Let’s Do Lunch

What a pleasure it is to be invited for lunch in France. These Wednesday afternoon (traditionally “off” days for school children) or weekend meals begin with drinks around noon and last well into the 4 o’clock hour, and are even more luxurious when held on the terrace of one’s garden. I might not be a garden- or home-owner myself (yet!), but the next best thing is having friends who are.

My choir bestie Annie, a gourmande for traditional french cuisine, has had quite a time coming up with vegetarian recipes for us to eat when I’m around. Each meal is a surprise and an adventure in one. We nibble on nuts or crackers while drinking our first glasses of cider or wine, then move on to an hour’s worth of entrées and main dishes. We’ve nommed our way through tomato tartes (reminiscent of southern tomato pie, but with decidedly less cheddar), veggie pizzas and lasagnas, stuffed roasted red peppers, and sweet potato soups. A natural pause in the conversation is the perfect moment to bring out the cheese board and homemade bread, and is also when I usually loosen my belt. Desserts and coffee come next, of course, and a quick shot of farm-fermented calvados (for health purposes) revives us for our promenades around town. We always stroll down the local trails, visit nearby châteaux, trespass on neighbors’ property to pet their horses and donkeys, and generally do whatever it takes to work up just enough of a second appetite to return home for a cuppa.

Strolling through a nearby village: Agon-Coutainville.

Strolling through a nearby village: Agon-Coutainville.

This past Wednesday, Annie and I laid in the garden hammock digesting while the clouds floated above us. Following Annie through her giant English garden always reminds me of walking around my grandmother’s backyard. She died when I was ten, but one of my favorite memories of her is the way she would guide me around the backyard, reminding me of the names of all the flowers, popping touch-me-nots, and watching critters flit around the nearby woods. Annie is a lot like her. She lets me attempt the French names of her beloved flowers, then quietly corrects me when I ask for help. She’s just lovely.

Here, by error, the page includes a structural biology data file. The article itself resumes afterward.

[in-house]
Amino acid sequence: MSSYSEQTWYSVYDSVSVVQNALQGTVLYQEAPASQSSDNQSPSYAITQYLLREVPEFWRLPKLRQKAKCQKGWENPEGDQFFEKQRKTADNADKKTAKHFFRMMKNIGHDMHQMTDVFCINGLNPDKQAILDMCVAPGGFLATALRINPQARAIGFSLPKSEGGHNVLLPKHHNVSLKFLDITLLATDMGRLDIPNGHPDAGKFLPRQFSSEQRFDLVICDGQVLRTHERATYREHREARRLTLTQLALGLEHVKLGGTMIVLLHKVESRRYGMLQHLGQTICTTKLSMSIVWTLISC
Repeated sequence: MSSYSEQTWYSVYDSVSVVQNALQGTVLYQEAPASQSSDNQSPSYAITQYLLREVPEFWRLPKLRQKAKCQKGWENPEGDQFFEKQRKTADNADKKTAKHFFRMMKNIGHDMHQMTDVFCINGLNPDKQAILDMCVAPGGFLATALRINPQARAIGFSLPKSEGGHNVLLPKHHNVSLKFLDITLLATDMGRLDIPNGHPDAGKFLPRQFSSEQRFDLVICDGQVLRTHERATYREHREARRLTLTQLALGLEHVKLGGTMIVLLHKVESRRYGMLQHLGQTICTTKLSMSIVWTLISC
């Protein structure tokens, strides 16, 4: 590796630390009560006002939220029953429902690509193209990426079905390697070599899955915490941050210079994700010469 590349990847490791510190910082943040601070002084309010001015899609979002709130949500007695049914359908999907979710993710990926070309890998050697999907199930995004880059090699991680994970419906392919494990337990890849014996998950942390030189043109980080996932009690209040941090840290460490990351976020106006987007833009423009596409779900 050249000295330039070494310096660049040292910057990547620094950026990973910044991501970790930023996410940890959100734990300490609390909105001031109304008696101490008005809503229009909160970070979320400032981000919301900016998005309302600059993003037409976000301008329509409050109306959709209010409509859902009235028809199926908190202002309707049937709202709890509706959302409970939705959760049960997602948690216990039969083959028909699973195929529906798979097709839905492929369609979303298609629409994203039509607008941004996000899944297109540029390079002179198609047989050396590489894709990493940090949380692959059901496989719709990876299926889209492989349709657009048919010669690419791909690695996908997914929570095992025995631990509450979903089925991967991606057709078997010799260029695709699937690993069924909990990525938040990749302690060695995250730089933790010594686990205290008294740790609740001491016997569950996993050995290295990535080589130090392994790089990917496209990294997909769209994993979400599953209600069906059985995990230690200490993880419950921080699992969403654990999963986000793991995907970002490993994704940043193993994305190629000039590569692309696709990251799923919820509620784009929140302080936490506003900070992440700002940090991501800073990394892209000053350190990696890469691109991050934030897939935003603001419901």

After a few hours dozing in the grass, we sat around the teapot and said our goodbyes for the summer vacation; I’m heading back to the States tomorrow for six weeks en famille. It will be wonderful to be back home, of course, but I’ll sure miss the friends (and meals) I’ve made here.


30 Days of Happiness: The Best Omelette You’ll Ever Taste

I came home from a workout earlier in the week and decided that eating everything in the fridge was a good idea. Behold, my mammoth tortilla omelette, inspired by the delicious Spanish tortillas I ate in Italy.



You’ll note that there’s no tortilla bread in the photo. A traditional Spanish tortilla is not, in fact, the magical flat bread you use to hold your burritos together. Rather, it is a cake of fried potatoes piled high and held together with egg in a firm cornbread-like shape.

I started by frying two thinly sliced potatoes and some onion in a swimming pool’s worth of oil. After they were fully cooked and evenly spaced in the pan, I poured in two beaten eggs, added a handful of spring lettuce (this negates any unhealthiness in the rest of the dish), and piled on the emmental cheese for a bit of French flavor. I prefer my eggs runny, so I only cooked it on one side and ate it open-faced, allowing the top to remain deliciously wiggly.